With this challenge in mind, Valerann has developed patent-pending fusion algorithms that seamlessly bring together these disparate data sources. But why is this important?

Valerann’s algorithm automatically projecting video accurately onto the GIS space
Valerann’s algorithm automatically projecting video accurately onto the GIS space

Unlocking new potential through fusion

Using sensor imagery, road operators can undertake a variety of tasks, including automated hazard detection, traffic flow and trajectory analysis, and stopped vehicles alerts – but cameras often lack the ability to accurately geolocate and this can require very experienced operators. 

On the other hand, it is possible to geolocate traffic events on maps, but exact locations and the accuracy of reported events may be low, leading to false alarms and a misallocation of resources.

No single data source is completely accurate, so bringing together and fusing both data sources allows operators to verify events and behaviours more confidently than before. For example, by using Valerann’s fusion algorithms a road operator can automatically detect a stationary vehicle on a highway and accurately geolocate it, which can then be corroborated further in the same software with data coming from navigation apps such as Waze or Google Maps.

This can also be done in reverse, where incidents are detected using mapping software, and corroborated with sensor imagery.

Importantly, these scenarios do not require traffic cameras to be calibrated beforehand as the detection and geolocation is done automatically, easing workload for personnel, and this is even the case with moveable pan-tilt-zoom cameras. This is also image sensor agnostic, meaning that operators can utilise what’s currently deployed on their road networks rather than investing in brand new equipment.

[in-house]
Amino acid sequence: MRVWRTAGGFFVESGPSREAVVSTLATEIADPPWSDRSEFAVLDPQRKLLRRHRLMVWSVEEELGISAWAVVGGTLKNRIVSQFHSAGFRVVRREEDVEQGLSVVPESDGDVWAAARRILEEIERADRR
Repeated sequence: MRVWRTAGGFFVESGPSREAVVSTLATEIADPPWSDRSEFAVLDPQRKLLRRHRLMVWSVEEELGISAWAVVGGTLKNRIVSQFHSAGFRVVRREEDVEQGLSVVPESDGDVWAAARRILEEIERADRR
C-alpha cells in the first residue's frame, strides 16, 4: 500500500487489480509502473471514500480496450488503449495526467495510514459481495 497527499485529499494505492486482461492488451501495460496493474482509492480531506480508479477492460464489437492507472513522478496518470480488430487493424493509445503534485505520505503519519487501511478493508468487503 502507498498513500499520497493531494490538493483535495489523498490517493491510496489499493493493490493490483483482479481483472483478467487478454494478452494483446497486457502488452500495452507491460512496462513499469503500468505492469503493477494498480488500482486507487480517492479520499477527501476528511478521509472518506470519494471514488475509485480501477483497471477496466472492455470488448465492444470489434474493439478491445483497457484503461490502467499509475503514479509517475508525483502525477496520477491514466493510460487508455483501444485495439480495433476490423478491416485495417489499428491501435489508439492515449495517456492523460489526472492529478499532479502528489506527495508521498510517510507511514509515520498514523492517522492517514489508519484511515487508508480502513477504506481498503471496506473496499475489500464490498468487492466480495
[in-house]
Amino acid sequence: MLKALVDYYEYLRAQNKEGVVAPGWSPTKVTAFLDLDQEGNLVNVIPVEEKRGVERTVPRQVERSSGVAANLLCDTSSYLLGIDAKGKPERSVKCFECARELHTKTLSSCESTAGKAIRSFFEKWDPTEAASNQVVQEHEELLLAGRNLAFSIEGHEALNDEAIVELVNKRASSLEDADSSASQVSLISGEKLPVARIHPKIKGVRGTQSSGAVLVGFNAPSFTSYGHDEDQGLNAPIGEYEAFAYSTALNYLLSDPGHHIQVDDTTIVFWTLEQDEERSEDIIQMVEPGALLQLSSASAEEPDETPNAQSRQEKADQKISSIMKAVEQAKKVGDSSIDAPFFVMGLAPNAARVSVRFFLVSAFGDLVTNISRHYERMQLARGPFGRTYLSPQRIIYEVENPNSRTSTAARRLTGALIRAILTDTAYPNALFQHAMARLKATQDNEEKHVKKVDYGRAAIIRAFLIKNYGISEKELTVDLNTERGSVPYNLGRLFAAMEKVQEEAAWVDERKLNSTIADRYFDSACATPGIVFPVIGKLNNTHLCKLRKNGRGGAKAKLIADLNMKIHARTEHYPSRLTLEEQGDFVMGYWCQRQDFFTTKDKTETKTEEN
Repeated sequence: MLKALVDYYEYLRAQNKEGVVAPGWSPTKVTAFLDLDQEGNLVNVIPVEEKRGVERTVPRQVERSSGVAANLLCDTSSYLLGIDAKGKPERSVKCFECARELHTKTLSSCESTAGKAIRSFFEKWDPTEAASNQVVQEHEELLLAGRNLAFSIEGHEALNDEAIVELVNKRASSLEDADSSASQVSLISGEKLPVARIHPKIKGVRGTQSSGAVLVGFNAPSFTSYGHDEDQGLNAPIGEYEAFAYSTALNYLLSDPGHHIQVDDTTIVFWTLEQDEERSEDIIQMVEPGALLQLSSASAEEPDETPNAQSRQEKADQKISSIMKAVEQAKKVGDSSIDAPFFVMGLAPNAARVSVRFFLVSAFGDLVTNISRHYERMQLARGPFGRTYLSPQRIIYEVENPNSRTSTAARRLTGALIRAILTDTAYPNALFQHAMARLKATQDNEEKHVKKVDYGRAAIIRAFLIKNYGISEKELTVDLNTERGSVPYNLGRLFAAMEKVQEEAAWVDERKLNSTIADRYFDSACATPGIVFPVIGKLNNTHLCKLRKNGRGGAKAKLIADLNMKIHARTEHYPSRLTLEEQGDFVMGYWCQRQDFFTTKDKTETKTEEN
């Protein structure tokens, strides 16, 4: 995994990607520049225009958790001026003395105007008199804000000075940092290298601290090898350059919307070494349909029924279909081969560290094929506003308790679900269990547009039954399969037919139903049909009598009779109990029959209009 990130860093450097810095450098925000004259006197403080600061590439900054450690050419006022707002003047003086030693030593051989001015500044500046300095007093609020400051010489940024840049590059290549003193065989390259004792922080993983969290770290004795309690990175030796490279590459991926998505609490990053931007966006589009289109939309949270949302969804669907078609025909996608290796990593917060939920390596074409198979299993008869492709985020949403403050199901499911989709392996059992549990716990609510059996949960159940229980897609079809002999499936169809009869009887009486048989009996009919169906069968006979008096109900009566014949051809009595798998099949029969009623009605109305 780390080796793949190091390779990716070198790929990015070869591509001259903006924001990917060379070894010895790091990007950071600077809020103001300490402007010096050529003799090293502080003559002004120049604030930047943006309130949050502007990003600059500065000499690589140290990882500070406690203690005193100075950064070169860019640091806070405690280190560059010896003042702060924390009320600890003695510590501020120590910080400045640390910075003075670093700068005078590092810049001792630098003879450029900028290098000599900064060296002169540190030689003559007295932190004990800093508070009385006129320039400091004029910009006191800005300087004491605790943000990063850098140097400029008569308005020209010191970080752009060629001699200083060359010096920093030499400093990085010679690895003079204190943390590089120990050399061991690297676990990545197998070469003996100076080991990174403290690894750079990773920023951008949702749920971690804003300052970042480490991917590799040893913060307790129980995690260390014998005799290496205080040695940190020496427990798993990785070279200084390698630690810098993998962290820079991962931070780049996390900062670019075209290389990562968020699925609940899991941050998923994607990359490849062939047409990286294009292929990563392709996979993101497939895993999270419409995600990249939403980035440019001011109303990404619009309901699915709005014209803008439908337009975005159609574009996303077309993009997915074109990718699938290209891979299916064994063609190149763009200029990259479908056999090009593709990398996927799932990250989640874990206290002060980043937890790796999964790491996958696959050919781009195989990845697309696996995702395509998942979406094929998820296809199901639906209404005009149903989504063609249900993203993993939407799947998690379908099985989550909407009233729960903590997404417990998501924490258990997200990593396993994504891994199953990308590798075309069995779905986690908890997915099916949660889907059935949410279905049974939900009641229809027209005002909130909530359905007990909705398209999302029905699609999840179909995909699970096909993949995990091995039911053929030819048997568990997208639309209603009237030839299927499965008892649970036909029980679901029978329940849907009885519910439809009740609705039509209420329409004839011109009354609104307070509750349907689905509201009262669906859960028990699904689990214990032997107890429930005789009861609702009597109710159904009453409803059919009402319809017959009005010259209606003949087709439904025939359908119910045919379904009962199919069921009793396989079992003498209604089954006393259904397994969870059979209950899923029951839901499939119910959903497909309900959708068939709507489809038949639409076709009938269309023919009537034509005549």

Intelligent selection of sensors 

Valerann’s fusion engine also allows the intelligent selection of available cameras on a highway, overlaying camera positions and feeds onto the map interface to give operators a significantly better understanding of where cameras are situated and their visual coverage, including blind spots. 

This ensures that the optimum camera is chosen and this therefore enables significantly quicker response times to incidents that might be detected from non-imagery data sources.

Traffic flow patterns and speeds can be monitored from road sensors, which can then be combined with estimated route times in navigation apps to calculate the likelihood of traffic issues. As part of the Lanternn by Valerann user interface (UI), road operators can clearly see where there are issues and because of its fusion capabilities, the software can also automatically assess the risk level for that stretch of road taking into account a number of factors, including weather. 

This gives operators a key predictive analysis capability that allows them to mitigate risks before an incident occurs. Using ML algorithms and available historical data, the software is also able to analyse past events and use this to train the data fusion engine to predict future incidents.

This blog only skims the surface of Valerann’s powerful data fusion capabilities and there is much more currently being developed by our data scientists.  Here, we have demonstrated the exciting and transformative impact that Lanternn by Valerann will bring to the smart transportation sector. If you would like to learn more, please contact us.